I am delighted and thrilled to announce that my book Painkiller Addict: From Wreckage To Redemption won The Big Red Read Prize for Non Fiction 2013 last night.
I was there to receive the honour and to give thanks to those people from London libraries who read and voted for my memoir.
It was a sobering moment (excuse the pun), realising that my story is one which needed to be told and is being read and connected with by others out there.
It also made me reflect on the week that I was asked to comment on the tragic and untimely death of a Hastings woman who overdosed on Oxycodone.
Kerry Anne Novis, just 25 years old, was taking eight times the maximum daily amount of the drug, all on prescription from her GP and was found dead in her bed by her husband.
That made me shiver. That made me realise if I did not before, that by the grace of God or the fates I am still here, able to tell my story of severe illness, addiction and tentative recovery.
I was taking almost 10 times the daily dose of fentanyl, again all prescribed by my doctor.
I was writing love letters to my boyfriend, family and friends and leaving them under my pillow at night in case I OD-ed in my sleep.
I was trapped in the dark and desperate pit of active addiction, where my body craved the strong opiate painkiller relentessly, mercilessly, while my mind was twisted in horror at being unable to stop taking them.
It was a demonic place – and one which did not lead to recovery for this woman who was also in terrible physical pain, as it does not for many thousands of addicts in the UK and round the world daily.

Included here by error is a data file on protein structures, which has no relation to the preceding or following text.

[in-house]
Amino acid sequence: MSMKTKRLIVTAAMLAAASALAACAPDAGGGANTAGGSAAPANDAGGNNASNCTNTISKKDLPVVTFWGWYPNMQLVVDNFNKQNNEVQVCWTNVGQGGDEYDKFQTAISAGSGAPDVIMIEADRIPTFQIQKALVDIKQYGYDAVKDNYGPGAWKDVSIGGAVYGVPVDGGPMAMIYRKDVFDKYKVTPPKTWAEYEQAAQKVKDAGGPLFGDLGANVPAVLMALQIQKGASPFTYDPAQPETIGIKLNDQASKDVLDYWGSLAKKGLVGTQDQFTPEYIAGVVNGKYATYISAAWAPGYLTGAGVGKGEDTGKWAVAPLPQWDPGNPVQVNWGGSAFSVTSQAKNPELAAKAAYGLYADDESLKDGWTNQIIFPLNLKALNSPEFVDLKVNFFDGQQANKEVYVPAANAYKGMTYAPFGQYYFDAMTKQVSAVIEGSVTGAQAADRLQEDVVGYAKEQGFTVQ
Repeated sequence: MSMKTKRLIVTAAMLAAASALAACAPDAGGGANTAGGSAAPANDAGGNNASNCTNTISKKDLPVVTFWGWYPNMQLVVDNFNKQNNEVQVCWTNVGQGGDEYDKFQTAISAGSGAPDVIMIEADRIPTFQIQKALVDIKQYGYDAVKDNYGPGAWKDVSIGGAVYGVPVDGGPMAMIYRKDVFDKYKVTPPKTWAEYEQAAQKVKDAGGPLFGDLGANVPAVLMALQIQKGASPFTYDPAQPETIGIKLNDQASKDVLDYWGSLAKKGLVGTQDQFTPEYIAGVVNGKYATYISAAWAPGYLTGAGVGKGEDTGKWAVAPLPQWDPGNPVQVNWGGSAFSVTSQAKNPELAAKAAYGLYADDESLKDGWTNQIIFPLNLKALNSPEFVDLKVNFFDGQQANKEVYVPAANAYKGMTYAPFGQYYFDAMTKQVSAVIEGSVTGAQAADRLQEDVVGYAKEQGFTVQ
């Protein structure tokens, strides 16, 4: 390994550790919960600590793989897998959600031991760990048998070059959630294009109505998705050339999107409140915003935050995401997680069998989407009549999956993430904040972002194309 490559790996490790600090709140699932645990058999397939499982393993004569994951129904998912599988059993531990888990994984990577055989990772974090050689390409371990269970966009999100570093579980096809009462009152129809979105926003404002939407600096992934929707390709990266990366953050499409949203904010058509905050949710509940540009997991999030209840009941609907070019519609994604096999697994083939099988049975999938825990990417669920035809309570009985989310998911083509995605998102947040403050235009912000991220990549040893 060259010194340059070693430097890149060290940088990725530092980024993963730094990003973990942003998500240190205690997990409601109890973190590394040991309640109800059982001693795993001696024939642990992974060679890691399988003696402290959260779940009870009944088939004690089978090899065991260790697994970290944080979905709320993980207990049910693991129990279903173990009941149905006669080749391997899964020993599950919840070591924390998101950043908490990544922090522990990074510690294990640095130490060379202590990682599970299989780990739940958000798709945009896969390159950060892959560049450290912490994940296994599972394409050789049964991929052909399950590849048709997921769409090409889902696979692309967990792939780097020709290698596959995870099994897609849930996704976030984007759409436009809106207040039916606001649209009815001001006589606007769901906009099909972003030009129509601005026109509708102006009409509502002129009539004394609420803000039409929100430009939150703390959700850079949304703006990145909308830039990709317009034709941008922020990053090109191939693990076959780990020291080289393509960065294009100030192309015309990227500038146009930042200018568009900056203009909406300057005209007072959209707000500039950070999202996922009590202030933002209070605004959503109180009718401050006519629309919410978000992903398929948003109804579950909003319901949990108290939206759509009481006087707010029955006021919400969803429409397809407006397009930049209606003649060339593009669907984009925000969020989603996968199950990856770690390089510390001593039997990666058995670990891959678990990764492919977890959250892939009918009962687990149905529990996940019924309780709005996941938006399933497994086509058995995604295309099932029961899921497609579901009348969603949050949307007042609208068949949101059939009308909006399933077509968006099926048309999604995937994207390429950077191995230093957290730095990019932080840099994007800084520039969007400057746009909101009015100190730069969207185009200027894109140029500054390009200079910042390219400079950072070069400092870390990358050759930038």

What feelings did I have then, on learning I had won this fantastic award for my book?
In one short moment I realised that even though awards don’t stop my pancreatic pain or fatigue and they don’t stop the feelings of wanting to escape disability, illness or the frustration they cause, the prize tells me that people want to read my story, they connect with my pain and my struggles because they may be in pain or struggling themselves.
It also tells me that it is time to talk about addiction to prescription drugs, and I include sleeping tablets, anti-depressants and tranquillisers as well as painkillers like Oxycontin, Oxycodone and fentanyl as well.
It is time to ‘come clean’ about the abuse of these potent drugs by patients, who like myself find themselves with long-term chronic and/or acute conditions, and how GPs have, until now, colluded with this dependency by writing repeat prescriptions over many years.
It is time we as a society talked openly about this problem – and it is time we created a solid, structured support system for patients to help them into recovery while providing other ways of managing pain.
It is a scandal of our times that there are too few NHS detox beds or state-funded rehab places – and Kerry’s death shows us that in the harshest way possible.
So receiving The Big Red Read Prize for Non Fiction was an emotional and inspiring end to a week blighted by the death of yet another addict – and I accept it in the name of all those out there who are yet to find recovery, with pride and with the knowledge that in some small way my book may plant a seed for change.